This is mostly because Mazzeo tries to present a history of the Ritz during the Second World War without actually talking about the Ritz during the Second World War. She starts off with the founding of the Ritz, then the German invasion of Paris, before jumping immediately to D-day in the third chapter. I assumed that maybe she wasn’t going in chronological order, which turned out to be only half true. The events going on at the Ritz are alluded to, but are not explored fully, which is crazy because you had high ranking German officers living in the same hotel that became a hub for clandestine activities for the French resistance.

Where Mazzeo does exel in in her profiles of the rich and famous people who lived at the Ritz either before or during the war including, but not limited to Ernest Hemingway, Marcel Proust, The Duke and Duchess of Windsor, Marlene Dietrich, and her favourite, Coco Chanel. Because her focus is on these personalities, she writes at length about the press battle that waged with covering D-Day and the Allied invasions. I’ve seen all the famous photographs, but never really stopped to think about the process reporters, like Ernest Hemingway and Robert Capa, went through to get them. I also learned that Ho Chi Mihn worked in the kitchens at the Ritz, and interesting factoid that Mazzeo threw in during the last chapter.

It was interesting, and I liked parts of it, I just wish that Mazzeo had done more on the events that took place at the Ritz during the war, especially regarding the resistance movement that so many of the staff were involved in. She captures the spirit of the Ritz during the war, the eternal glamour that the hotel sought to maintain, but I wanted more regarding life “behind the scenes.”

This seems to be a period of time that is of interest to Tilar J. Mazzeo and she has written another book solely on Coco Chanel’s dubious life during the war. Because the chapter regarding Coco Chanel was one of my favourites, I think I will add it to my TBR list.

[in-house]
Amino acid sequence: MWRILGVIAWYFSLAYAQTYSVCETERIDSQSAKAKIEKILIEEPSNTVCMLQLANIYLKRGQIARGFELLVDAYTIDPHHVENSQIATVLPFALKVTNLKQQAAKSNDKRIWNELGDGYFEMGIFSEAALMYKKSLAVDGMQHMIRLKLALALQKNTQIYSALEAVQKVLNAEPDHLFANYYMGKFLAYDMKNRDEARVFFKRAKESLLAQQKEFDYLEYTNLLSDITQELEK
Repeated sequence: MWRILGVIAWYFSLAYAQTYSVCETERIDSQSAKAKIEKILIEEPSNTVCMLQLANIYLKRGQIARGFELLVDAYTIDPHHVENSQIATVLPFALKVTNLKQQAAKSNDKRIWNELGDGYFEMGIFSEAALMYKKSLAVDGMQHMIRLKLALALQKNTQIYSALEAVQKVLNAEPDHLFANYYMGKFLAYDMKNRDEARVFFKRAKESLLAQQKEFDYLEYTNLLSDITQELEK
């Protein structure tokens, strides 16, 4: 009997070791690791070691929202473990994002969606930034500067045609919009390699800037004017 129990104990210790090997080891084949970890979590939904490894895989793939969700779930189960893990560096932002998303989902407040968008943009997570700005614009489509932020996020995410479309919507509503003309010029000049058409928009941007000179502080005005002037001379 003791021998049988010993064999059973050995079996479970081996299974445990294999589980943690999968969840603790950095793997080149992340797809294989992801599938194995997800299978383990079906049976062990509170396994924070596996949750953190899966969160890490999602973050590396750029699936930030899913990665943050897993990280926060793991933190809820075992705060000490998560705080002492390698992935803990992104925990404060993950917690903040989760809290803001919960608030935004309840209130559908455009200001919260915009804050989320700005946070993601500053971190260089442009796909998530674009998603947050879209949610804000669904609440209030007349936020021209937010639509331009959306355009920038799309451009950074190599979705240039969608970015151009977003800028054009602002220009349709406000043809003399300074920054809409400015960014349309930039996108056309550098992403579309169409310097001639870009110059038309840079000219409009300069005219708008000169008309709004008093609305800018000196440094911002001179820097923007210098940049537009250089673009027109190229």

Caroline Moorehead – A Train in Winter (2011)

ATraininWinterHow does one begin to explain the unexplainable? Convince others to believe the unbelievable horrors that awaited the women of the French Resistance, Les Convoi des 31000, once they arrived at Auschwitz-Birkenau. Of the hundreds of women sent to Nazi death camps only a handful survived to tell the story. This is their story.

This book was so hard to read, I found myself stunned at times needing to put it down. I couldn’t read too much in a day or else I would end up too depressed. While the first part details the involvement of the women in the French Resistance, the second part deals with their lives in Nazi death camps. The horrors they witnessed and the helplessness they felt watching their friends die.

Reading about the Holocaust however, and other historical atrocities should be uncomfortable and hard to read. Even though the death camps have been common knowledge to me ever since middle school, I don’t think I have ever really truly grasped the full extent of the horror, nor do I think I ever will. Moorehead writes in so much detail about the conditions in the camps, the rampant disease and lice, the lack of food and emaciated bodies, the cold, the mud, the wet, and still I cannot begin to comprehend that anyone was able to survive this for 2 and a half years. Most did not, but some did.